In Defense of PowerPoint

We've gone on record as saying the Prezi presentation application is terrific, which, let's face it, carries with it an unspoken assumption that the dominant presentation application -- PowerPoint, of course -- is less than terrific.

 Farhad Manjoo, writing in Slate, defends PowerPoint by identifying some of the common mistakes people make when using it and offering tips for avoiding those mistakes. He writes:

When people write annoying e-mails or make inscrutable spreadsheets, we don’t blame Outlook and Excel; we blame the people. But for many of us, PowerPoint is synonymous with the terrible output it often generates. Because we’ve all been bombarded by so many awful PowerPoint-enabled talks, we’ve come to assume that slide software is a fundamentally bad idea — that PowerPoint is a tool mainly for obfuscation and boredom, and that no good can come of it.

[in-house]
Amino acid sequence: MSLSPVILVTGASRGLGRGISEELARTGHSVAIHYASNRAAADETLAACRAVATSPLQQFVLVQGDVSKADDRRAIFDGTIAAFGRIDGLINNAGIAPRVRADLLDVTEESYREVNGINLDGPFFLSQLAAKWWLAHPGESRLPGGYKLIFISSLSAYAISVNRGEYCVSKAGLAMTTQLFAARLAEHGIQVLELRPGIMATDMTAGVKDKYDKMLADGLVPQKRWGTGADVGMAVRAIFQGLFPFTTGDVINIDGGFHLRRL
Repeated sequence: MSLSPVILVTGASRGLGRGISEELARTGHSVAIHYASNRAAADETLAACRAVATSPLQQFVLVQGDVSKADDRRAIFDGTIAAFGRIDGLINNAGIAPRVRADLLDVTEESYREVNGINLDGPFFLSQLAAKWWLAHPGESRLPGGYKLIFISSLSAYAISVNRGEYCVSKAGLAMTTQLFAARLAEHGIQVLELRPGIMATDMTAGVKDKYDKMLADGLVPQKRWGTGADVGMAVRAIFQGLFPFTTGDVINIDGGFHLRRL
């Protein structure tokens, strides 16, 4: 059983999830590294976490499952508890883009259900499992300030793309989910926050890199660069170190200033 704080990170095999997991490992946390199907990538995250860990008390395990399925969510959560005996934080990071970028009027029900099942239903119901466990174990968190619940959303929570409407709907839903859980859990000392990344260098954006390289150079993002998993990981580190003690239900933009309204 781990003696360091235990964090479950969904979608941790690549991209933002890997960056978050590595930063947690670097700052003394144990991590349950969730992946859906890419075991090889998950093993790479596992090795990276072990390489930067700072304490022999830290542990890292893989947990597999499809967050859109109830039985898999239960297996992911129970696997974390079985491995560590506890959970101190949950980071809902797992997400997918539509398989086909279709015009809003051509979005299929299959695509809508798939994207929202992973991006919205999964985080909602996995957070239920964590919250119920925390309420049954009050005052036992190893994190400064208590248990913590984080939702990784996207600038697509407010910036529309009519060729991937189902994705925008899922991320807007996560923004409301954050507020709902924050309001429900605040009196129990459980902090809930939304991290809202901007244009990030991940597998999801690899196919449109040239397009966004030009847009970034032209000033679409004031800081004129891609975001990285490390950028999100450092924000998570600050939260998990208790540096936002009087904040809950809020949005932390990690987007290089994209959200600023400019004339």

One of Manjoo’s suggestions: “Skip the bullets.” Yes. Any thought on how to diplomatically communicate that to your speakers?

Christopher Durso

Christopher Durso formerly was executive editor of Convene.

  • John Potterton, CMP

    The old saying " a picture says a thousand words" is very applicable for effective ppt presentations. Speakers need to learn and apply this philosophy when creating visuals to support their oral presentation. It alsomgreatly increases the likelihood that their presentation will be memorable.

  • Christopher Durso

    Very true, John. As the Slate author says, it's not PowerPoint's fault that many/most people use it to deliver bulleted outlines of their presentations.